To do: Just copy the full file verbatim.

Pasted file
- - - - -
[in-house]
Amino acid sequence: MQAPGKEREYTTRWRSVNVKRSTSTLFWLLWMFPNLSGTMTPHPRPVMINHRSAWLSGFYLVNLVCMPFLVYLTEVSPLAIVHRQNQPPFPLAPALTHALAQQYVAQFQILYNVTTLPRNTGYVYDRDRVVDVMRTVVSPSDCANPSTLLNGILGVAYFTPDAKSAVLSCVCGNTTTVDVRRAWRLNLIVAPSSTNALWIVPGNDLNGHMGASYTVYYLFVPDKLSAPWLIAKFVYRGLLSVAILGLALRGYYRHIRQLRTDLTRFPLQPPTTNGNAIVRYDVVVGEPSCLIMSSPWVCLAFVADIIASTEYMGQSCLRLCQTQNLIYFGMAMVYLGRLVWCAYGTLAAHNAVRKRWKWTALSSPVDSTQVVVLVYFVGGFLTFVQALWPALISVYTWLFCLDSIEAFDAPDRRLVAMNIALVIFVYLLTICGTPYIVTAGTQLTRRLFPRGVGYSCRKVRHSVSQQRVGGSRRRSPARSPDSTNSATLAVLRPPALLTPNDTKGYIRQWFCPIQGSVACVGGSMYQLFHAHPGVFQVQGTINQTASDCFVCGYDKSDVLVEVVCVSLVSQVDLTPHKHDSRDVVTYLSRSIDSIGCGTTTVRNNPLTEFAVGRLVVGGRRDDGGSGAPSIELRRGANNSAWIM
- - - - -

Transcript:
[in-house]
Amino acid sequence: MQAPGKEREYTTRWRSVNVKRSTSTLFWLLWMFPNLSGTMTPHPRPVMINHRSAWLSGFYLVNLVCMPFLVYLTEVSPLAIVHRQNQPPFPLAPALTHALAQQYVAQFQILYNVTTLPRNTGYVYDRDRVVDVMRTVVSPSDCANPSTLLNGILGVAYFTPDAKSAVLSCVCGNTTTVDVRRAWRLNLIVAPSSTNALWIVPGNDLNGHMGASYTVYYLFVPDKLSAPWLIAKFVYRGLLSVAILGLALRGYYRHIRQLRTDLTRFPLQPPTTNGNAIVRYDVVVGEPSCLIMSSPWVCLAFVADIIASTEYMGQSCLRLCQTQNLIYFGMAMVYLGRLVWCAYGTLAAHNAVRKRWKWTALSSPVDSTQVVVLVYFVGGFLTFVQALWPALISVYTWLFCLDSIEAFDAPDRRLVAMNIALVIFVYLLTICGTPYIVTAGTQLTRRLFPRGVGYSCRKVRHSVSQQRVGGSRRRSPARSPDSTNSATLAVLRPPALLTPNDTKGYIRQWFCPIQGSVACVGGSMYQLFHAHPGVFQVQGTINQTASDCFVCGYDKSDVLVEVVCVSLVSQVDLTPHKHDSRDVVTYLSRSIDSIGCGTTTVRNNPLTEFAVGRLVVGGRRDDGGSGAPSIELRRGANNSAWIM